What about China’s government? Do its leaders like Yang’s roar of rage? Obviously Yang has disgraced himself and damaged the reputation of Dialogue. But has he also done a great disservice to CCTV and to China's efforts to build up soft power in recent years? In my opinion, he has stained China's image in the eyes of foreigners, some of whom are now calling for his dismissal and for a boycott of his show. In Yang’s own terms, this is paramount to harming China’s image overseas much more broadly. When asked once about his self-image as a host of Dialogue in a TV interview, he remarked, “When people talk about my image, they're not talking about me. My name and image stand for China, a nation on the rise.”
Yang’s obsession with serving as a representative of China is shared by other big names in China’s media elite who wield power over public discourse, including Hu Xijin, editor-in-chief of the Global Times, and Rui Chenggang, a business program anchor on CCTV. Behind the obsession is their strong identification with their role as mouthpieces of the state. The problem, though, is whether the state would choose a perceived xenophobe to run one of its flagship shows in its campaign to boost China's international image.
But Yang is obviously not so naive to have posted his microblog message on a whim. Instead, he may have sensed a shift in the political and social winds. In response to the controversy over his message, Yang later explained that it reflected his feelings about the videos of the British drunk and the Russian cellist and was intended to be a reminder that “neither Westerners nor Chinese can be above the law.” This comment must be seen in the context of a longstanding Chinese practice: as Yu Ying-shih, a professor of history at Princeton University once put it, “You have to be unequivocally and entirely anti-foreign in any conflict with foreigners. If you try to be just a little fairer, saying foreigners have their reasons and we can't disregard their customs, people will immediately see you as an ermaozi or a hanjian.1 It's a Chinese tradition.”
This reflects an extremely complicated mentality—self-abasement about China's powerlessness mixed with overconfidence in the country's position as a global power, or the pathos of humiliation and victimization mixed with arrogant warnings to others not to “mess with me.” This makes it unlikely that Yang's gaffe will be addressed by his employer. Rather, he will be acclaimed by many as “a man of character” or “a truth-teller.”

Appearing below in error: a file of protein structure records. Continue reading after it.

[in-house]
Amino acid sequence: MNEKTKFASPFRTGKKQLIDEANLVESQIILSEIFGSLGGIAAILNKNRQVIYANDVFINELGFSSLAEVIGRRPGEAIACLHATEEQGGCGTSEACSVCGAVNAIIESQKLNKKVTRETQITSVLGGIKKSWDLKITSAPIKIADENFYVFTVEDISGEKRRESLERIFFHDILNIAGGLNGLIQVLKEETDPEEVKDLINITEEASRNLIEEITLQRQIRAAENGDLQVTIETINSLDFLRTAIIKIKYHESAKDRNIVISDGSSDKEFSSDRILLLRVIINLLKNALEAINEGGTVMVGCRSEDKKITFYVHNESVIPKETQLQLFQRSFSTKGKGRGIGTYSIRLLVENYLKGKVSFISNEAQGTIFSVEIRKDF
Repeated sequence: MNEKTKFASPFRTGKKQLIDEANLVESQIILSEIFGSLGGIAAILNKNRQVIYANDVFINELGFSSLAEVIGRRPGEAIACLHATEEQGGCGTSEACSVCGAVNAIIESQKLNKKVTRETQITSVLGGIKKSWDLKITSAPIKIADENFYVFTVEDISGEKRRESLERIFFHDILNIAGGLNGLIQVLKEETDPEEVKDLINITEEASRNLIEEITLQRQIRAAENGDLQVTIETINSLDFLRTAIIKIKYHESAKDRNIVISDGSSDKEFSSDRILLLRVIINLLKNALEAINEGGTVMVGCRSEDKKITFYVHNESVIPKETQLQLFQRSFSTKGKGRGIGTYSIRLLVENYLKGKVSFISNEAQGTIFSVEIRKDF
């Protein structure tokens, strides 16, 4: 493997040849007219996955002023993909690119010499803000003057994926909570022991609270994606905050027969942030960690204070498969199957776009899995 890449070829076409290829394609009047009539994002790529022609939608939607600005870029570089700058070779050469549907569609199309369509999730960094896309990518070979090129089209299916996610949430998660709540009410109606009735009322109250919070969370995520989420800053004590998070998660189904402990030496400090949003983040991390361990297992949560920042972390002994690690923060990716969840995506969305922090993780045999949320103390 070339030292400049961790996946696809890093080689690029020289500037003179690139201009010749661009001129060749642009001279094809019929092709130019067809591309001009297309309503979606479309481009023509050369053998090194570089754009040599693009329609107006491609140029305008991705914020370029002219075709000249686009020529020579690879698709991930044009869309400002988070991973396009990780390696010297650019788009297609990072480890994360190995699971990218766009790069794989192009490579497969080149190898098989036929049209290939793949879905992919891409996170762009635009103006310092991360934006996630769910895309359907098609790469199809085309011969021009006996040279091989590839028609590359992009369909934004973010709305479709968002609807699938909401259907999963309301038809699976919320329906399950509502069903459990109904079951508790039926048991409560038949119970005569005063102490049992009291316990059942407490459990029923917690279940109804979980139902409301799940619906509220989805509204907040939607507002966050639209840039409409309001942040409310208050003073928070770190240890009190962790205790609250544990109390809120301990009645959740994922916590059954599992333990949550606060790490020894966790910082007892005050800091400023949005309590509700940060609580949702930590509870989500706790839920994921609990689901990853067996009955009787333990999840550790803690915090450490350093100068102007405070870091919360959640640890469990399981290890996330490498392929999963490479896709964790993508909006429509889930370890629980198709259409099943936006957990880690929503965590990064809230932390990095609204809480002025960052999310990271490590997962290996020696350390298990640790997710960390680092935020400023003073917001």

So is it true then that a new wave of discrimination against foreigners is surging in China or, as some bloggers abroad said, that the specter of the Boxers2 has re-emerged? The answer lies in what the Chinese government will think and do. Every society has people within it who harbor anti-foreign feelings. China will not see a surge of anti-foreignism unless the government turns xenophobic. To suggest that Yang has raised the specter of the Boxers overstates his importance.
Although some domestic political forces do want less foreign influence, China, as a whole, is unlikely to become an anti-foreign country. Instead, there are plenty of strong forces both inside and outside China propelling it into the international community. The stir caused by Yang Rui’s outburst is nothing more than a blip in the process of integration.
- Ermaozi (二毛子, literally: secondary hairy ones) is a derogatory term for Chinese Christians and Chinese working for foreigners in the late Qing Dynasty. It is a relative to damaozi (大毛子, literally: primary hairy ones), which means foreigners. Hanjian (汉奸, literally: Han traitor) is a pejorative reference to a race traitor to China.↩
- The Boxer Rebellion or the Boxer Uprising was an anti-foreign movement by the Yihetuan (义和团, literally: Society of Righteousness and Harmony) in China between 1899 and 1901. The Yihetuan was also known as the Boxers because its members practiced martial arts.↩